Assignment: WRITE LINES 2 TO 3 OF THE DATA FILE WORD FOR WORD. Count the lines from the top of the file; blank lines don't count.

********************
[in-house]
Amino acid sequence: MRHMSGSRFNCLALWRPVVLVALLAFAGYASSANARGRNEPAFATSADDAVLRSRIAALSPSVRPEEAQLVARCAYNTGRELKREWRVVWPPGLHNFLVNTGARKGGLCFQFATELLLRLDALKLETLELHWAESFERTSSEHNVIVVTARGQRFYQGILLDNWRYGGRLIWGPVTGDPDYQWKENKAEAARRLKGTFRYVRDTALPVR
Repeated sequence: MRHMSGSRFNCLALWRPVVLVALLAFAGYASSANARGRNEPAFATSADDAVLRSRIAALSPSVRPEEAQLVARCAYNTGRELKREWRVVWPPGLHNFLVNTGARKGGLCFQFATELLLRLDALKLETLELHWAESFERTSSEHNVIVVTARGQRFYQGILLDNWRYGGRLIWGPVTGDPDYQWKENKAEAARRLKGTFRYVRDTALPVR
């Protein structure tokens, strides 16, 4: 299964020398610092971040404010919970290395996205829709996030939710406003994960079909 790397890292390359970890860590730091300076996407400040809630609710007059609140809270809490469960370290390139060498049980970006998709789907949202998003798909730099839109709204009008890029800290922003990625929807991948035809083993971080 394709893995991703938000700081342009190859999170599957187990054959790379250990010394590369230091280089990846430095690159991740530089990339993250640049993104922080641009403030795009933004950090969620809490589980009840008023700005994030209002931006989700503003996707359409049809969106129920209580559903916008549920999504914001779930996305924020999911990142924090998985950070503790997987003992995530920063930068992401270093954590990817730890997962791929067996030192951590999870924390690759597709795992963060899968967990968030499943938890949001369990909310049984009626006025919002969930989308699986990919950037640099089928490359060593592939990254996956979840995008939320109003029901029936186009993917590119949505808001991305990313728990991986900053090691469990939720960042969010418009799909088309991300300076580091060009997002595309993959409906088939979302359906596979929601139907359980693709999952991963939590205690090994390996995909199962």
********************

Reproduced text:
Amino acid sequence: MRHMSGSRFNCLALWRPVVLVALLAFAGYASSANARGRNEPAFATSADDAVLRSRIAALSPSVRPEEAQLVARCAYNTGRELKREWRVVWPPGLHNFLVNTGARKGGLCFQFATELLLRLDALKLETLELHWAESFERTSSEHNVIVVTARGQRFYQGILLDNWRYGGRLIWGPVTGDPDYQWKENKAEAARRLKGTFRYVRDTALPVR
Repeated sequence: MRHMSGSRFNCLALWRPVVLVALLAFAGYASSANARGRNEPAFATSADDAVLRSRIAALSPSVRPEEAQLVARCAYNTGRELKREWRVVWPPGLHNFLVNTGARKGGLCFQFATELLLRLDALKLETLELHWAESFERTSSEHNVIVVTARGQRFYQGILLDNWRYGGRLIWGPVTGDPDYQWKENKAEAARRLKGTFRYVRDTALPVR